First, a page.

God’s blessings to you on this the eighth day of January in the year of our Lord’s incarnation 2017.
I was talking on twitter with someone recently who apparently hadn’t encountered the idea of aeviternity. It’s a scholastic term (scholasticism being most closely associated with Saint Thomas Aquinas) which denotes a created eternity. And eternity refers to, not an infinite amount of time, but timelessness. We live in linear time, that is, we exist in a succession of moments , one after another, which have no access to each other except that each is causally related to the moment directly following. Thus our existence is spread over a collection of moments we have no access to; we are not so much beings as becomings. We are continually coming into being, but at the same time, departing from it; what we are is, at any given moment, a razor-thin slice. Though our memory we remember the past, that is, we re-member it, but this is only calling it to mind and does not make it any more real, but it does enable us to forget how our being is scattered over myriad moments we have no control of.
By contrast, eternity is an eternal present, where there is neither coming into being nor fading out of being, but the fullness of being. You can spell it with a capital B, i.e. Being, if you like; but it’s what our memory integrating our past moments merely hints at. Since eternity is not a succession of moments, it does not interact with us as if it were a succession of moments, but rather it interacts with all of our moments simultaneously—from eternity’s perspective. Of course from our perspective, which consists of nothing but moments, eternity interacts with us moment by moment. But it has this advantage over us: since our future is equally present to eternity as our now is and our past is, eternity can foretell our future (where our future is not disturbed by this revelation).
A common analogy for this interaction of eternity with time is an author writing a book. It’s far from perfect because human authors exist in linear time, but they at least exist in a different linear time from the sequence of events which takes place in the book they’re writing. Thus they can put foreshadowing or even prophecy of events to come into the earlier parts of books because they’ve already read the later parts of the book. This is also not a great analogy because characters in a book don’t really have free will—though, I will say, having written several novels by now, it can really feel like they have free will to the author. I’ve had characters decide to do things that I never meant for them to do, and even a few times didn’t want them to do. I don’t mean that this feeling proves that they have free will—I don’t think that they do. I’m just noting it in case I’m somehow wrong, and they in fact do. 🙂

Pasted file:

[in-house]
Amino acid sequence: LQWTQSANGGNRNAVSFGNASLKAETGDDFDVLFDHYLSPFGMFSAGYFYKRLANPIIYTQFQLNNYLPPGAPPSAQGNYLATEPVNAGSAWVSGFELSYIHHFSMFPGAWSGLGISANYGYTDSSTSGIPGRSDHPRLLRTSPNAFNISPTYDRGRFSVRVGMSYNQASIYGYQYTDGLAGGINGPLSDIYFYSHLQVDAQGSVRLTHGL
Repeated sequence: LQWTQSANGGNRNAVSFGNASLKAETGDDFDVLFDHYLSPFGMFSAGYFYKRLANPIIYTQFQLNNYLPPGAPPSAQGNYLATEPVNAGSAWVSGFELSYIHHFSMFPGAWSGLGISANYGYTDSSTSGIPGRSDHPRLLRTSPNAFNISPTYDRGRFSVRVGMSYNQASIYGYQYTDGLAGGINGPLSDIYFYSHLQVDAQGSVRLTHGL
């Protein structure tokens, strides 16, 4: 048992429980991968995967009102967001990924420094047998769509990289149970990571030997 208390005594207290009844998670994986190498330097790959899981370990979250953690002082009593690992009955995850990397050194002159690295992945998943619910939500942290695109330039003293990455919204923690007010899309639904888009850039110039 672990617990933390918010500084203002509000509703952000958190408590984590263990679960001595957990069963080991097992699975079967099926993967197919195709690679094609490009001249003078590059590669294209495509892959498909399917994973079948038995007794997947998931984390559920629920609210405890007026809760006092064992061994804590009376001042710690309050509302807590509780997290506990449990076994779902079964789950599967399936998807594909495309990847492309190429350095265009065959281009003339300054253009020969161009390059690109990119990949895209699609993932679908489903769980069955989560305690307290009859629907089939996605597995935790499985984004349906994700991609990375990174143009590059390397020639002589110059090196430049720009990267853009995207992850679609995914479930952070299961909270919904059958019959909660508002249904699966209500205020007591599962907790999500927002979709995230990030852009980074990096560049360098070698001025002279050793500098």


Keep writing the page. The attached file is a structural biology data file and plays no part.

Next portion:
When I had explained this, my interlocutor brought up a curious objection I hadn’t heard before:
[The idea of aeviternity] negates the punishment of Satan somewhat. He is in hell forever, but also enjoying his actions as a sinner forever as well.
Of course my first thought is, “who cares?” I mean, given that separation from God is the worst possible thing, if there were some minor consolation, well, why would one begrudge that to Satan? Doesn’t vindictiveness miss the point? But then a moment’s actual consideration shows that to be anthropomorphising Satan. In particular, thinking of him as being in time. It is invoking the separation between sin and action which is possible to creatures in time but not creatures out of time. Because for those of us in time, sin is said to be pleasurable not in itself, but because of its effects. The pleasurable effects are, themselves, good. The pleasure “of sin” is thus derived from natural goods which were used incorrectly.